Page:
Alex De Campi was hooked by the anime she saw on Saturday morning TV growing up, and given a chance to produce a sci-fi thriller for 2000AD she channelled that love into Full Tilt Boogie.

In the anime fashion, she begins with a headrush of action, good ideas and the main cast bonding as the plot and setting is introduced. That primarily concerns Prince Ifan, who’s worn out his family’s goodwill by running up massive debts. They’re now inclined to let wild bear debt-chasers deal with him. Unfortunately for all, the place he chooses to take refuge might have technology capable of dealing with the short term danger, but it reawakens an incredibly potent, centuries old warrior whose motivation is conquering the galaxy. Again, nodding toward the anime, Full Tilt Boogie is the name of the ship the mismatched cast use.

This is a slim, but conceptually dense story packing a lot of excitement for young adult readers into its pages. Eduardo Ocaña’s art is exactly right for events, precise, decorative and with a good eye for the necessities of telling a good adventure story as clearly as possible. He gives the cast personality, and he’s imaginative when it comes to the designs of the science fiction trappings.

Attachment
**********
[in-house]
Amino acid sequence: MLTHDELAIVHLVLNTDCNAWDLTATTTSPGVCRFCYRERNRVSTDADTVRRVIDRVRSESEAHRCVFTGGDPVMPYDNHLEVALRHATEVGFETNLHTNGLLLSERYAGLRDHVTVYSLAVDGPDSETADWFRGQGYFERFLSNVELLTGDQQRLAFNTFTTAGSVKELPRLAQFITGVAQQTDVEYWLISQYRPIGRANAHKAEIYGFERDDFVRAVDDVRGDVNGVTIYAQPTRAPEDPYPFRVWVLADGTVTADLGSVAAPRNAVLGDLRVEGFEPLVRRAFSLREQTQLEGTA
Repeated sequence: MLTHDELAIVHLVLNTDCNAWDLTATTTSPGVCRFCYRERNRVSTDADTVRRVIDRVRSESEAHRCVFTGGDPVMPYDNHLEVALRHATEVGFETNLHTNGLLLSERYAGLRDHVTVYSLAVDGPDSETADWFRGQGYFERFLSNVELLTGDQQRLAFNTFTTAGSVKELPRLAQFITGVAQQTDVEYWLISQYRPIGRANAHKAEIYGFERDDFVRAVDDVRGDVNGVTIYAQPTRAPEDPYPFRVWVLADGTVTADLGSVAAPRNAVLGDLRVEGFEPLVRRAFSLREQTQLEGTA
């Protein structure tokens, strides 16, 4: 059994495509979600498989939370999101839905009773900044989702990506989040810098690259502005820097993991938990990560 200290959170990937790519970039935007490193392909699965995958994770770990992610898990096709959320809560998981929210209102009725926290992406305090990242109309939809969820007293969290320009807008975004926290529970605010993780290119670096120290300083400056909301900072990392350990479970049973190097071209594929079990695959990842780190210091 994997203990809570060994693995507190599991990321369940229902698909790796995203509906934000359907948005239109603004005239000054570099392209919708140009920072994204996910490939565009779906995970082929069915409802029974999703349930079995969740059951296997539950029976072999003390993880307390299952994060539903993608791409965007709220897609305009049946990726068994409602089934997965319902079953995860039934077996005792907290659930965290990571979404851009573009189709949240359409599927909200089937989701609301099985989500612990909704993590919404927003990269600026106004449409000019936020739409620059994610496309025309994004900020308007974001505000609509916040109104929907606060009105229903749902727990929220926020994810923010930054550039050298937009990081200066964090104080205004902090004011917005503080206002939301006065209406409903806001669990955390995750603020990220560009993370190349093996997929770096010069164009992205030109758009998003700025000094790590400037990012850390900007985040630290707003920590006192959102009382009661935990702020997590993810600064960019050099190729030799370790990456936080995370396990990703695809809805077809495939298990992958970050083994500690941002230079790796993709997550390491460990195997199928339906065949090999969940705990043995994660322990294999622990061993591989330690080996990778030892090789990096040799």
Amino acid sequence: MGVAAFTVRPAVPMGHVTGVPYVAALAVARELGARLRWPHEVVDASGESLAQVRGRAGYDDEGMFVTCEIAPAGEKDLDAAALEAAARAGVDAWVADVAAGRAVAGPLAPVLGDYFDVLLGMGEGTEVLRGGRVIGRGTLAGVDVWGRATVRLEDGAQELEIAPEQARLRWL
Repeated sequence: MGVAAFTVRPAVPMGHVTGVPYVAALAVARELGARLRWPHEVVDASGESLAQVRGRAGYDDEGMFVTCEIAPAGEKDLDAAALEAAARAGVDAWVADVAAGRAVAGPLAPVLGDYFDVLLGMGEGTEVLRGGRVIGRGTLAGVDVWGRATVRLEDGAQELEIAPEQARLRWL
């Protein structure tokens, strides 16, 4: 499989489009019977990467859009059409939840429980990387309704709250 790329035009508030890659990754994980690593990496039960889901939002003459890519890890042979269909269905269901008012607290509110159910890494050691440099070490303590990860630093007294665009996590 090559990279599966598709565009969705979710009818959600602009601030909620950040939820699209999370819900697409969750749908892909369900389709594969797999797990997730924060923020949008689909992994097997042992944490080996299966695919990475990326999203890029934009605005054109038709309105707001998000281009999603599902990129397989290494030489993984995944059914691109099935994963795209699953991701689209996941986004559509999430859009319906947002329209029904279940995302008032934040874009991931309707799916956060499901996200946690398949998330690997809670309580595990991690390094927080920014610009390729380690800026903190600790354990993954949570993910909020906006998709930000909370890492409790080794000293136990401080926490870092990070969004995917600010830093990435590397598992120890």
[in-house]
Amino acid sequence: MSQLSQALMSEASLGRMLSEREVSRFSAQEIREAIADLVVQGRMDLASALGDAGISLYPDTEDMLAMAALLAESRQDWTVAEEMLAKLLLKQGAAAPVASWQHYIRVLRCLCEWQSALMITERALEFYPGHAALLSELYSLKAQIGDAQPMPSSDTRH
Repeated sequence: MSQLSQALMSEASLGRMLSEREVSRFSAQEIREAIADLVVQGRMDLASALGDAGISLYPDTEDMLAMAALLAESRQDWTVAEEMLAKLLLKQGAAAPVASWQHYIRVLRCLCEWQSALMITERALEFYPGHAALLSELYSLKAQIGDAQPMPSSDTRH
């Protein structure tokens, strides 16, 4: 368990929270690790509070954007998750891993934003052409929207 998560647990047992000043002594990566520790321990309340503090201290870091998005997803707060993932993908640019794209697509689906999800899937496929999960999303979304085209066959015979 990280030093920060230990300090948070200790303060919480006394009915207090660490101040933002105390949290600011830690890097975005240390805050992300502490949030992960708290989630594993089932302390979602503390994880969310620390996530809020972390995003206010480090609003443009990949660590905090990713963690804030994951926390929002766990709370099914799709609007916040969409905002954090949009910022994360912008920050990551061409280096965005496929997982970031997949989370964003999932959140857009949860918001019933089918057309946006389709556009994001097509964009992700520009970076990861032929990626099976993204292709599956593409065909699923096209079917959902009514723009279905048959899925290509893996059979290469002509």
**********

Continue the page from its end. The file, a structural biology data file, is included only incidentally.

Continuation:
Ifan’s initial casual attitude toward the greater threat eventually brings him and his new friends into conflict with the establishment. De Campi arranges this with a smart, but seemingly casual turn of plot that’s simultaneously funny and dangerous, and she broadens the cast considerably for what’s a such a slim book, ensuring we know them all, while continuing to throw in interesting ideas. The best of them is that almost everyone is good-natured with their heart in the right place, yet seemingly being dragged inexorably to war. The ending is very abrupt, leaving the door open for a sequel, and readers may pick up on the way a problem near the end is dealt with, but it’s clever, and Full Tilt Boogie plays out as a great homage to the anime that inspired De Campi.